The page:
Spacializing the BRI in the History of Asian Imperial Imaginations

This subproject situates the contemporary mapping of the BRI within the history of the spacial imagination of Asia, using the notion of “empire” as a conceptual tool to interrogate how the connecting and separation of places through networks and infrastructures of trade and religion have been associated with different imaginations, juxtapositions and boundaries of territorial, cosmological and sacred sovereignty at different historical periods. The investigation seeks to assess to what extent the BRI revives and triggers historical imaginations and cosmologies of empire, reinforces or undermines the sacrality of nation-states as the lynchpin of the modern international order, or ushers in new forms of interpenetrating spacial imaginations and sovereignties.

 

Post-colonial Empires in the Era of the Belt and Road

David A. Palmer

 

ABSTRACT

To what extent can the Belt and Road Initiative be seen as a form of Chinese empire building? This talk will situate the BRI within the long history of shifting forms of empire in Eurasia, from ancient polities to European colonization, to forms of hegemony in the Cold War and post-Cold War eras. I will argue that conventional notions of empire, based on the exclusive territorial sovereignty of a single multinational state on the image of the multicoloured World Map of Westphalian European colonial powers, obfuscate the entangled, overlapping and networked sovereignties that have characterised imperial formations before, during and after the era of European colonization in Asia and Africa. I will outline different modalities and dynamics of empire and propose the notion of the “post-colonial empire” as an imperial formation whose legitimacy is based on respecting the sovereignty of independent nation-states. Using this framework, I will consider the role of the BRI in the asymmetrical dynamics between China and the post-colonial American Empire.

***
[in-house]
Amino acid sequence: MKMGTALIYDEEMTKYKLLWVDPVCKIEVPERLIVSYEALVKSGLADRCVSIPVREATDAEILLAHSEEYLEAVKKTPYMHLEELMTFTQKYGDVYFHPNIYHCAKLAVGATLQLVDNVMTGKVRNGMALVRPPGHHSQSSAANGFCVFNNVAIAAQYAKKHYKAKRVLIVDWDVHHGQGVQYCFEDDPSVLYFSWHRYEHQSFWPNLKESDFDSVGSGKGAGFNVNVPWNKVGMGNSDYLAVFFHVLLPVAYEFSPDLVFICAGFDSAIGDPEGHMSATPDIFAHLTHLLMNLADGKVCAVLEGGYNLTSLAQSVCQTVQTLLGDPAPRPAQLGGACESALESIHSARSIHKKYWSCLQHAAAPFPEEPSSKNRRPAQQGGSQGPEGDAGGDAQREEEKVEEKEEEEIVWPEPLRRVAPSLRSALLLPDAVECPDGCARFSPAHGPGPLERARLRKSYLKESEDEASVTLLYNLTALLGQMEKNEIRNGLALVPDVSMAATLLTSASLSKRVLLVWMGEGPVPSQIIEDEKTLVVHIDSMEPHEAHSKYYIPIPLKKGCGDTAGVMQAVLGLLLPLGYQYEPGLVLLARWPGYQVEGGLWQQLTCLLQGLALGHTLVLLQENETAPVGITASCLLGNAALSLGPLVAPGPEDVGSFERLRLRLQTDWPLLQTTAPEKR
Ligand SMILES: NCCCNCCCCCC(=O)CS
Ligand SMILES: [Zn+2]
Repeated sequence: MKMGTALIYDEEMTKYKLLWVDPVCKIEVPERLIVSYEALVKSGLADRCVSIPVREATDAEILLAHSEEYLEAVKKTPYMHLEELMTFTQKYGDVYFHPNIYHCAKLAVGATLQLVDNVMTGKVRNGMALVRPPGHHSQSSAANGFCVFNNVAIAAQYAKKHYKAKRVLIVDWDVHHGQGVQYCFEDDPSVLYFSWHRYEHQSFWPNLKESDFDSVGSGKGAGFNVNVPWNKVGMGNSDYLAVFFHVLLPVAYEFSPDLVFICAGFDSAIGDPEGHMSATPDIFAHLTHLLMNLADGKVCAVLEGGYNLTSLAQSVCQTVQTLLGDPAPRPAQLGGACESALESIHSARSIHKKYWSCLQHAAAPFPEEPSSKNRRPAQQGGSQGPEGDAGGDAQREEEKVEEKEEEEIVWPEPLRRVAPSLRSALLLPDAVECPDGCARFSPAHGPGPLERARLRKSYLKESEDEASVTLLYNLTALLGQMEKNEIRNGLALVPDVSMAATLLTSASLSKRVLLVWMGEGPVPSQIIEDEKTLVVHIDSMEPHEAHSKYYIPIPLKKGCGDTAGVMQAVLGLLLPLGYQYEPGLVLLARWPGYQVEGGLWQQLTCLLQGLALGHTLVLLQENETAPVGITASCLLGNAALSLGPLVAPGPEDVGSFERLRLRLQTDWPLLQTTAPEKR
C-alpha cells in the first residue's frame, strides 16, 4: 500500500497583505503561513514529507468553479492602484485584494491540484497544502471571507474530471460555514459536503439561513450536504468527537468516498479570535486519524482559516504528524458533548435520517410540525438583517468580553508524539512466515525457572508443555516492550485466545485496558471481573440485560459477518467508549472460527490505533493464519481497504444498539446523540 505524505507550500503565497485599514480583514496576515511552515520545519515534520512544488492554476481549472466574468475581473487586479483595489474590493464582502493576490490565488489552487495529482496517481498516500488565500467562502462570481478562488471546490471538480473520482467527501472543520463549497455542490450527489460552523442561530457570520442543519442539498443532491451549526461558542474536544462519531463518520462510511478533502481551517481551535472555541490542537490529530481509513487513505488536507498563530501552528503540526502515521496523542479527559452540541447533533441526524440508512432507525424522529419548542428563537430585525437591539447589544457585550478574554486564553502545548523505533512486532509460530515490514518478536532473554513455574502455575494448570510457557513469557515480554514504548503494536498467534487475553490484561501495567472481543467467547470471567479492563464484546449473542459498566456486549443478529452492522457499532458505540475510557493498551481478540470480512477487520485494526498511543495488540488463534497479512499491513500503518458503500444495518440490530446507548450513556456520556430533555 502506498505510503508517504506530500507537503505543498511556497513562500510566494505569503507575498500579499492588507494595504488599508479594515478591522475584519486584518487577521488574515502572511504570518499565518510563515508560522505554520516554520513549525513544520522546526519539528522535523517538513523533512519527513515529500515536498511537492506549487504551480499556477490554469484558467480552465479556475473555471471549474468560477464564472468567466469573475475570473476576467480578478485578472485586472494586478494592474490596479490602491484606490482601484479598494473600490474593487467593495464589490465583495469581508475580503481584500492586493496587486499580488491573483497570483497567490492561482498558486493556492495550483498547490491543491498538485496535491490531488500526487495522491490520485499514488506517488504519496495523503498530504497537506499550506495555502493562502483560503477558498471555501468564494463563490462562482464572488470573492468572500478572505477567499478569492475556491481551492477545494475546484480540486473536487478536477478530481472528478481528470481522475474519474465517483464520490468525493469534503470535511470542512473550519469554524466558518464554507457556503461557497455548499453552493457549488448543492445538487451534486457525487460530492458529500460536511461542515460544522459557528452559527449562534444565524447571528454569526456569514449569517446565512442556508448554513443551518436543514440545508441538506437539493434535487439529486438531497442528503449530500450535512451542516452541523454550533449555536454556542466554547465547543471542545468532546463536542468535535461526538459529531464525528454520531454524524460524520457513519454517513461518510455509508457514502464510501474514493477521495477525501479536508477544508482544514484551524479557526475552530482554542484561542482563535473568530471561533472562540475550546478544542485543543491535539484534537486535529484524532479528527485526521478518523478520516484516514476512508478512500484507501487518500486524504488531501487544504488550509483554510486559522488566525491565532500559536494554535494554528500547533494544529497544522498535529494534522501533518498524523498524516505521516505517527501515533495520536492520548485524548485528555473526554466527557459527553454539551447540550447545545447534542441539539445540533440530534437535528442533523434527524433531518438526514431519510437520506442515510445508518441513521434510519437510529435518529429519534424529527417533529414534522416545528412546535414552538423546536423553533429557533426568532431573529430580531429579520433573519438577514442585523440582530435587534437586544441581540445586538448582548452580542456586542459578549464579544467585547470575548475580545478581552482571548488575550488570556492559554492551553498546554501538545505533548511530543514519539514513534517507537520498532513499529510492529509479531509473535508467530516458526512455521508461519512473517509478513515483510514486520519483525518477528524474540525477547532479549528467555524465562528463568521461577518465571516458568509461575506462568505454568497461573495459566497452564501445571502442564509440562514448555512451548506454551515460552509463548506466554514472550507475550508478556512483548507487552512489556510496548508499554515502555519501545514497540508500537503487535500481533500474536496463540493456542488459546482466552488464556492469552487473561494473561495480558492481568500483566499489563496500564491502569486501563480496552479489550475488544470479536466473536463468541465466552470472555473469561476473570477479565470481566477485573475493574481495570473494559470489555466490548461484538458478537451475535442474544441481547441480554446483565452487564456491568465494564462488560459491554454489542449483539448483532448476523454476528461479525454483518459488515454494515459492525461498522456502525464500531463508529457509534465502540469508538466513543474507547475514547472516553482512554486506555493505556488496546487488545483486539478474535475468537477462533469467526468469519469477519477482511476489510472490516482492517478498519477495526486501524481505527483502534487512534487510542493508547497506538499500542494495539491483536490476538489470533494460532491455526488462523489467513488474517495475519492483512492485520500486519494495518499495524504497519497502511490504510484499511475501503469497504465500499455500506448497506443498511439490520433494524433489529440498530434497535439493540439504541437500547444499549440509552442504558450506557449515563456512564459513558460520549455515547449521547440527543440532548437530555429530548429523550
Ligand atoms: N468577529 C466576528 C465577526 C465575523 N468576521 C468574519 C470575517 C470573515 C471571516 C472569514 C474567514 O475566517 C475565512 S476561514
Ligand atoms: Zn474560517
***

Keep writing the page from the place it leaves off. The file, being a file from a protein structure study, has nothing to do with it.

Global/Local Perspectives on Chinese Muslim Origin Narratives and Guangzhou’s Islamic Heritage Sites

Alongstanding tradition among Hui Muslims attributes the arrival of Islam in China to a mission led by Saʿd ibn abī Waqqāṣ (ca. 595-ca.574), a relative of the Prophet Muhammad (570-632). Although the historicity of this story has been questioned to the point of incredulity, Saʿd ibn abī Waqqāṣ is associated with two important sites in Guangzhou –...

Parallels And Paradoxes: New Religious Formations In Response To The BRI In Sri Lanka

Since the end of the civil war in 2009, Sri Lanka has attracted significant volumes of foreign investment. The vast majority of this investment has come from Chinese companies, which have committed loans amounting to over US$ 7 billion so far. Much of this investment has been used to finance large-scale infrastructure projects, including the...

State-Building In Religious Society: A Comparative Study Of Religious Control In Belt And Road Countries

This research aims to study state policies of the religious control in Belt and Road countries in Central Asia, including China (Xinjiang province), Kazakhstan, Uzbekistan, Azerbaijan, and Tajikistan. Through a comparative study of the religious policies in these countries, this study seeks to reveal how the socialist or post-socialist...